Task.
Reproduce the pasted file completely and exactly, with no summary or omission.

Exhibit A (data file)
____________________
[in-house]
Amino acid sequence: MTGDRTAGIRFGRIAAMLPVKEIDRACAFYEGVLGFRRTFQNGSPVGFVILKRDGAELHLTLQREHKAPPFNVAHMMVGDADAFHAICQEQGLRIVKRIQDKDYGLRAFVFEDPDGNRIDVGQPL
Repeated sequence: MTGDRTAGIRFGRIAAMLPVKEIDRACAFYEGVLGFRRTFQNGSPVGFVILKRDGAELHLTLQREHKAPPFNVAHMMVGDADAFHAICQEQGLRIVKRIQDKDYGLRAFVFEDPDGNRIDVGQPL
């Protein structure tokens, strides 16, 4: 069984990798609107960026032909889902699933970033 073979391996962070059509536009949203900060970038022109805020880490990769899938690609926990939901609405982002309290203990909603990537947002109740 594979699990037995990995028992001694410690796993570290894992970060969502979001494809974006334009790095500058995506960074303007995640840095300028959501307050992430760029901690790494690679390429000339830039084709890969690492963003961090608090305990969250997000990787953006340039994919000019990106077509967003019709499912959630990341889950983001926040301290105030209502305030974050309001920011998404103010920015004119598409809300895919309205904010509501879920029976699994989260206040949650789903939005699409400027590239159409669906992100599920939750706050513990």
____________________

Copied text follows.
[in-house]
Amino acid sequence: MTGDRTAGIRFGRIAAMLPVKEIDRACAFYEGVLGFRRTFQNGSPVGFVILKRDGAELHLTLQREHKAPPFNVAHMMVGDADAFHAICQEQGLRIVKRIQDKDYGLRAFVFEDPDGNRIDVGQPL
Repeated sequence: MTGDRTAGIRFGRIAAMLPVKEIDRACAFYEGVLGFRRTFQNGSPVGFVILKRDGAELHLTLQREHKAPPFNVAHMMVGDADAFHAICQEQGLRIVKRIQDKDYGLRAFVFEDPDGNRIDVGQPL
């Protein structure tokens, strides 16, 4: 069984990798609107960026032909889902699933970033 073979391996962070059509536009949203900060970038022109805020880490990769899938690609926990939901609405982002309290203990909603990537947002109740 594979699990037995990995028992001694410690796993570290894992970060969502979001494809974006334009790095500058995506960074303007995640840095300028959501307050992430760029901690790494690679390429000339830039084709890969690492963003961090608090305990969250997000990787953006340039994919000019990106077509967003019709499912959630990341889950983001926040301290105030209502305030974050309001920011998404103010920015004119598409809300895919309205904010509501879920029976699994989260206040949650789903939005699409400027590239159409669906992100599920939750706050513990």